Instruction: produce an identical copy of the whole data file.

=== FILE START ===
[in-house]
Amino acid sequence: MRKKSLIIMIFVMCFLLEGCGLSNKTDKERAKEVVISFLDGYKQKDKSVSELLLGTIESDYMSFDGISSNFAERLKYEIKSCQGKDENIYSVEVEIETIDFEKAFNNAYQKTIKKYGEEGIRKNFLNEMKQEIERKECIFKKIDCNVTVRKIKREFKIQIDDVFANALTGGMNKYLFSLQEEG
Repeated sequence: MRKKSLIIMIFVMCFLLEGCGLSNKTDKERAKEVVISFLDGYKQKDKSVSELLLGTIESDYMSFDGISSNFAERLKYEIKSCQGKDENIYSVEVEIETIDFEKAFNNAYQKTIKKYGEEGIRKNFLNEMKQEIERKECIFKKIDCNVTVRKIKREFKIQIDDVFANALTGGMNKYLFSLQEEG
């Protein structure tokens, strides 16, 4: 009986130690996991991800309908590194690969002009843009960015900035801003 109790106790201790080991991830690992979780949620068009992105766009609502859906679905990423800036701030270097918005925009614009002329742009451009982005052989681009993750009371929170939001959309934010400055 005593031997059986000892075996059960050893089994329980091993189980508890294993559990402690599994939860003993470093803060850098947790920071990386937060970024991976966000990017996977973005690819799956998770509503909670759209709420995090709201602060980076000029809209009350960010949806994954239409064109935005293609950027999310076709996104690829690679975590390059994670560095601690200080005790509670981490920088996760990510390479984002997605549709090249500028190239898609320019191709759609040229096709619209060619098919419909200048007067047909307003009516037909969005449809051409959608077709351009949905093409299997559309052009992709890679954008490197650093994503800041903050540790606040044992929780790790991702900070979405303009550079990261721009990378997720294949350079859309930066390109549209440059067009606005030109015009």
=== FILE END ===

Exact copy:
[in-house]
Amino acid sequence: MRKKSLIIMIFVMCFLLEGCGLSNKTDKERAKEVVISFLDGYKQKDKSVSELLLGTIESDYMSFDGISSNFAERLKYEIKSCQGKDENIYSVEVEIETIDFEKAFNNAYQKTIKKYGEEGIRKNFLNEMKQEIERKECIFKKIDCNVTVRKIKREFKIQIDDVFANALTGGMNKYLFSLQEEG
Repeated sequence: MRKKSLIIMIFVMCFLLEGCGLSNKTDKERAKEVVISFLDGYKQKDKSVSELLLGTIESDYMSFDGISSNFAERLKYEIKSCQGKDENIYSVEVEIETIDFEKAFNNAYQKTIKKYGEEGIRKNFLNEMKQEIERKECIFKKIDCNVTVRKIKREFKIQIDDVFANALTGGMNKYLFSLQEEG
């Protein structure tokens, strides 16, 4: 009986130690996991991800309908590194690969002009843009960015900035801003 109790106790201790080991991830690992979780949620068009992105766009609502859906679905990423800036701030270097918005925009614009002329742009451009982005052989681009993750009371929170939001959309934010400055 005593031997059986000892075996059960050893089994329980091993189980508890294993559990402690599994939860003993470093803060850098947790920071990386937060970024991976966000990017996977973005690819799956998770509503909670759209709420995090709201602060980076000029809209009350960010949806994954239409064109935005293609950027999310076709996104690829690679975590390059994670560095601690200080005790509670981490920088996760990510390479984002997605549709090249500028190239898609320019191709759609040229096709619209060619098919419909200048007067047909307003009516037909969005449809051409959608077709351009949905093409299997559309052009992709890679954008490197650093994503800041903050540790606040044992929780790790991702900070979405303009550079990261721009990378997720294949350079859309930066390109549209440059067009606005030109015009």